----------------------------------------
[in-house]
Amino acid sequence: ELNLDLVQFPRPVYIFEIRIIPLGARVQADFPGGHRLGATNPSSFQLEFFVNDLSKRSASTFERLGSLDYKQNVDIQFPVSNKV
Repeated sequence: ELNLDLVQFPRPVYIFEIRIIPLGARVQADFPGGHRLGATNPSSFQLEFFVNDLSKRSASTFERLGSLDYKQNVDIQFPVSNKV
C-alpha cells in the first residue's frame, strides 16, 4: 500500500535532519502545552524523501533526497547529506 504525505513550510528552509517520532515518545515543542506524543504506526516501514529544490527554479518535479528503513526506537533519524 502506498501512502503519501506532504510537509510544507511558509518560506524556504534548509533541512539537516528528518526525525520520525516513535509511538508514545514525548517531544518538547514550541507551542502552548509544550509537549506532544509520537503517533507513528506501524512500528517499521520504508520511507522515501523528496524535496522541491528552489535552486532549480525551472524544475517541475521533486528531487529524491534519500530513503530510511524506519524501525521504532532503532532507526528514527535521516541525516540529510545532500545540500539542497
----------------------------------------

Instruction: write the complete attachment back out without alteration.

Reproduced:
[in-house]
Amino acid sequence: ELNLDLVQFPRPVYIFEIRIIPLGARVQADFPGGHRLGATNPSSFQLEFFVNDLSKRSASTFERLGSLDYKQNVDIQFPVSNKV
Repeated sequence: ELNLDLVQFPRPVYIFEIRIIPLGARVQADFPGGHRLGATNPSSFQLEFFVNDLSKRSASTFERLGSLDYKQNVDIQFPVSNKV
C-alpha cells in the first residue's frame, strides 16, 4: 500500500535532519502545552524523501533526497547529506 504525505513550510528552509517520532515518545515543542506524543504506526516501514529544490527554479518535479528503513526506537533519524 502506498501512502503519501506532504510537509510544507511558509518560506524556504534548509533541512539537516528528518526525525520520525516513535509511538508514545514525548517531544518538547514550541507551542502552548509544550509537549506532544509520537503517533507513528506501524512500528517499521520504508520511507522515501523528496524535496522541491528552489535552486532549480525551472524544475517541475521533486528531487529524491534519500530513503530510511524506519524501525521504532532503532532507526528514527535521516541525516540529510545532500545540500539542497